Skip to main content
The Official Site of the Minnesota Wild

Kelly Erickson's Five Takeaways at Colorado

by Kelly Erickson / Minnesota Wild

Following Wild games, Digital Media Coordinator Kelly Erickson will occasionally give Five Takeaways that she'll remember from the contest. Tonight, she looks back at a 2-1 shootout win against the Colorado Avalanche:

Between Josh Harding’s glove and a pair of shootout goals from Zach Parise and Mikko Koivu, the Wild capped a three-game road trip with a shootout win over the Avalanche, handing Colorado its first loss in OT or a shootout and its first loss when scoring first (snapping a 17-0 run).

As the third period trundled on, Colorado held a 1-0 lead and the Wild scrambled for a score, flashbacks to Nov. 30 were inevitable. The last time the Wild and Avalanche squared off in Colorado, the Avs held a 2-0 lead, but Matt Cooke netted a goal with 3:28 to go and Koivu tied it up with six seconds left, forcing overtime and an eventual 3-2 shootout loss.

Sure enough, the Wild finally caught some puck luck as Ryan Suter fired from the point and Nino Niederreiter deflected the puck down and in past Avalanche goaltender Semyon Varlamov with 3:53 left in the third. The goal snapped a seven-game point skid for Nino, who’s last point was an assist against Colorado on Nov. 29, and a 10-game goal drought.

The déjà vu really set in when an extra session couldn’t determine a winner and was settled in a shootout, but this time the Wild came away with the two points.

Josh Harding’s glove has been astounding this season and it was on display again tonight. Harding made several glove saves early to keep Colorado at bay — including a robbery of an almost certain P.A. Parenteau goal in the first — and then within reach. He rung up 26 saves on the night, but his two biggest came in the shootout. After a allowing a Matt Duchene shootout goal blocker side, both Parenteau and Ryan O’Reilly got fancy and went glove. The netminder continued to channel his cool, Julie “The Cat” Gaffney demeanor and gloved a pair of saves for the win.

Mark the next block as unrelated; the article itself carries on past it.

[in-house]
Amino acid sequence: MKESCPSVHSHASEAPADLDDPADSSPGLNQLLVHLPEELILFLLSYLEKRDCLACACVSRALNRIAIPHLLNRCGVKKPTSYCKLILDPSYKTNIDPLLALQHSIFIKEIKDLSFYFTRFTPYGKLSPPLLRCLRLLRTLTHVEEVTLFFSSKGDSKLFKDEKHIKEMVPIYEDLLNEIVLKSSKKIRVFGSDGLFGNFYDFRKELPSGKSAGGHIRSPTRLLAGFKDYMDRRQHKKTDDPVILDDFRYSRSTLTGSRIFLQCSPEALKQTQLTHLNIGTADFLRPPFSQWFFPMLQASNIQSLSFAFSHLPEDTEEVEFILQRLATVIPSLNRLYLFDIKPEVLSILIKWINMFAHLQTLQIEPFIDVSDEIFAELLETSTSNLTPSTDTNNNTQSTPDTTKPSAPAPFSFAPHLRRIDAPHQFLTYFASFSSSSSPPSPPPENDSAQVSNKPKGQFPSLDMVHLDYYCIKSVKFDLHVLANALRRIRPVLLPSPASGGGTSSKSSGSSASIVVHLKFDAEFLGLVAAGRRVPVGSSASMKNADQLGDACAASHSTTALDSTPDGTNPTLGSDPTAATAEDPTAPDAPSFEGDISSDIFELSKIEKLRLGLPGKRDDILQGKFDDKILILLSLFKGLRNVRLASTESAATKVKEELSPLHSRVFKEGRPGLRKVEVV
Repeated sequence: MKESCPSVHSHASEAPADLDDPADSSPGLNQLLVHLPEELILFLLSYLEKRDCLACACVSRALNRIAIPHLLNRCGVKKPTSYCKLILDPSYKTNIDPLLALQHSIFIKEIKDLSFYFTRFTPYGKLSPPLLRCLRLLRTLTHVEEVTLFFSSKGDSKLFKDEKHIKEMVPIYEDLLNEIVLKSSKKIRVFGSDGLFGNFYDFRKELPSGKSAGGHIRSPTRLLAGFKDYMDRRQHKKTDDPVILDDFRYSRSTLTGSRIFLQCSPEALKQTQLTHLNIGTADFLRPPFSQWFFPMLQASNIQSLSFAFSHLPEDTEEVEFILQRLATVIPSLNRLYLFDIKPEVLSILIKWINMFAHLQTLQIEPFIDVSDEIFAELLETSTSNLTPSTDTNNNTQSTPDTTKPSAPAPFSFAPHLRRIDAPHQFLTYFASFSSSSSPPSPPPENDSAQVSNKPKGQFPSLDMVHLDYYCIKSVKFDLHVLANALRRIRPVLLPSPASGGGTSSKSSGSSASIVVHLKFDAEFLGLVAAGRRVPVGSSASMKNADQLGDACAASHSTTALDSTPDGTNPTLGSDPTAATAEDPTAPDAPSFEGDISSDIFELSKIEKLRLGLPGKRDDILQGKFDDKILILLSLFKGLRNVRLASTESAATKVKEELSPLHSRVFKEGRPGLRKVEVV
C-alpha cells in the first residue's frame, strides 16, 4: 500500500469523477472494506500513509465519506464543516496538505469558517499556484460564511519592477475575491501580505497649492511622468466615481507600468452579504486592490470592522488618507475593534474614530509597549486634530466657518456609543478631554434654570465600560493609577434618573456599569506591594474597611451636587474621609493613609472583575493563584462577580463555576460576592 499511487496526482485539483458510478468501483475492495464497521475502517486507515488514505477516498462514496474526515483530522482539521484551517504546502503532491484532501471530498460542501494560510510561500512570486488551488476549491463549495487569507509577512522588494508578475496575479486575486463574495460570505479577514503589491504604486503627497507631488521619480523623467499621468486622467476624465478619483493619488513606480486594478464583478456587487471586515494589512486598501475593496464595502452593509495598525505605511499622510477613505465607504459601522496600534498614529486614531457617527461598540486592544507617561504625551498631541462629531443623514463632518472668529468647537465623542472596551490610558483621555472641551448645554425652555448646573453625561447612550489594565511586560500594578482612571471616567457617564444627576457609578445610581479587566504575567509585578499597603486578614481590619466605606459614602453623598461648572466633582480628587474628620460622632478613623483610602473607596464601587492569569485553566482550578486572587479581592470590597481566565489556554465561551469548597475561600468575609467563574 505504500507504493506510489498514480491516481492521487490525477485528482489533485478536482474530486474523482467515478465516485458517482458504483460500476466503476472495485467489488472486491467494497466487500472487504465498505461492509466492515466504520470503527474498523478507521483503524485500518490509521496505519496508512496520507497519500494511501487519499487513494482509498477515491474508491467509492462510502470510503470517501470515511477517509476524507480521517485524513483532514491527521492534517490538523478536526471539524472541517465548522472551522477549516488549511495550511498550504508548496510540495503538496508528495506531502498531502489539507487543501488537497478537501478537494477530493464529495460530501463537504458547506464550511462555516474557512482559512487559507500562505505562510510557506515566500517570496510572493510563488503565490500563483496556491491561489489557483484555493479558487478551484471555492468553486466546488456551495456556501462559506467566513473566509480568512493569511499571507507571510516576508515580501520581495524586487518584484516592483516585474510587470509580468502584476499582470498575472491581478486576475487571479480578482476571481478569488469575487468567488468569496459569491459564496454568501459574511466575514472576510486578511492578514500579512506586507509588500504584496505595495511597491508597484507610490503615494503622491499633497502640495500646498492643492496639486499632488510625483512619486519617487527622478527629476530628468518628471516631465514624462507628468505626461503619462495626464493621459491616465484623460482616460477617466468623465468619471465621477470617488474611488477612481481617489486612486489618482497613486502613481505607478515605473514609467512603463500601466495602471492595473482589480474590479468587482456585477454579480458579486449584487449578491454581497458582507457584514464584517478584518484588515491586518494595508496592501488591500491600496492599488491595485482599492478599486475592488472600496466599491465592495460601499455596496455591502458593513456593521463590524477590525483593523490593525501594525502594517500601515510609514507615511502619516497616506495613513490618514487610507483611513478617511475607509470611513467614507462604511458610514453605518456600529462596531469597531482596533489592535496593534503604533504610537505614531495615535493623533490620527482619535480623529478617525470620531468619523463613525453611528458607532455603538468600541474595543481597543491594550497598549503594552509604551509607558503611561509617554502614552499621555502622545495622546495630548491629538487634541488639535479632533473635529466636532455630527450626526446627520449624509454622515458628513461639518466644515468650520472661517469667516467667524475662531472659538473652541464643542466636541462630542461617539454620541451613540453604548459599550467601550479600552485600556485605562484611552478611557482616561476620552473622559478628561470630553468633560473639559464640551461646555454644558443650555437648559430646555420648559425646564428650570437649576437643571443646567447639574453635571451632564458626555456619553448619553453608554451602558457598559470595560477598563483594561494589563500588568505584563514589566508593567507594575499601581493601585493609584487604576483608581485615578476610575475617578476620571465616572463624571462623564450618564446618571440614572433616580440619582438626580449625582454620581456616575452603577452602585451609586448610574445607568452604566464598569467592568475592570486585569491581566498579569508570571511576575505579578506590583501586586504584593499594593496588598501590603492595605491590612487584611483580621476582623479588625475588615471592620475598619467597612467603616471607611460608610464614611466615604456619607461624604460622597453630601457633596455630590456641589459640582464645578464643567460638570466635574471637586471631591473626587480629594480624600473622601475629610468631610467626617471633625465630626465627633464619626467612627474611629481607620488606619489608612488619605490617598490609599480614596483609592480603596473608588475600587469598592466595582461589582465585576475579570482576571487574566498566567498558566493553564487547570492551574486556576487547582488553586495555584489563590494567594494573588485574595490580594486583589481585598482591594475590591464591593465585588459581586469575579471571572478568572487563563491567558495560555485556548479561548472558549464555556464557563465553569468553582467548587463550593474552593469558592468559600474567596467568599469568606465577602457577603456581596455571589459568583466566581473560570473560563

We’ve seen him make glove saves time and again this season, but each time you can’t help but marvel at how quick he’s able snatch the puck out of the air, like a Venus Fly Trap clamping its jaws for the kill. It doesn’t get old.

As much as we all faced some major déjà vu on the score sheet tonight, the game was also a tough defensive grind once again.

While the Wild and Avs each had stretches of pressure in their respective offensive zones, both teams clogged the zone and kept one another frustrated much of the night. Minnesota and Colorado each notched 27 shots on goal as well as 15 blocked shots, leading to the low-scoring affair.

The even stats exemplify just how closely matched these teams are currently. With the shootout point, the Wild pulled up alongside the Avalanche in the standings, sharing third place in the Central Division with 43 points apiece.

Managing Editor Mike Doyle was supposed to write tonight's Takes, but he was having some technical issues watching the game (or so he led me to believe), so I took over. But as someone who has hiked in the Rockies (briefly), I was still curious about playing at altitude and we had this little exchange via email.

Kelly: You played in Colorado for a while right? How big of a factor is altitude?

Mike: Yeah, playing at altitude sucks. When I was 16, I played in Vail. The first time I skated, we were doing a stationary passing drill and about five minutes in I thought I was going to pass out. We were out there with a bunch of squirts and they were flying around because they grew up there and were completely unaffected. It's something I'll never forget; red faced huffing and puffing leaning against the boards because I think I'm going to pass out while these little kids are skating circles around me.

Vail is about 8,000 feet above sea level, so when teams would come up to play we would just wear them down, even if they were coming from Denver. And when we played at sea level for tournaments, you could easily stay out on the ice twice as long or double shift. You could play Ryan Suter minutes when we played at sea level.

Kelly: Haha, I can just imagine you getting shown up by a bunch of squirts. How about when you went to Denver in college?

Mike: CC (Colorado College) and Denver were pretty much my least favorite places to play. Your shifts are much shorter and it takes longer to recover if you get caught out on the ice too long. Then you're pretty much screwed for the rest of the game. The lactic acid gets into your legs and it starts to feel like you're skating with weights around your ankles.

Kelly: Maybe you should've just been in better shape...

Mike: (response unpublishable)

Tonight was a special night at Pepsi Center as the Avs celebrated NHL Trophy Night. The Stanley Cup, Conn Smythe, Vezina, Calder Memorial, Art Ross and Hart Trophies were all on display throughout the game. WildTV was able to put together a quick video on the set up with some up-close action on the Cup.

Now I haven’t seen Lord Stanley’s Cup in person (I know, I know, I’m terrible), but seeing Josh Harding’s Masterton Trophy at Xcel Energy Center was a pretty cool sight, so I can only imagine what it’s like getting up-close and personal with hockey’s Holy Grail. If you ever have the chance to meet it, I urge you to do so.

View More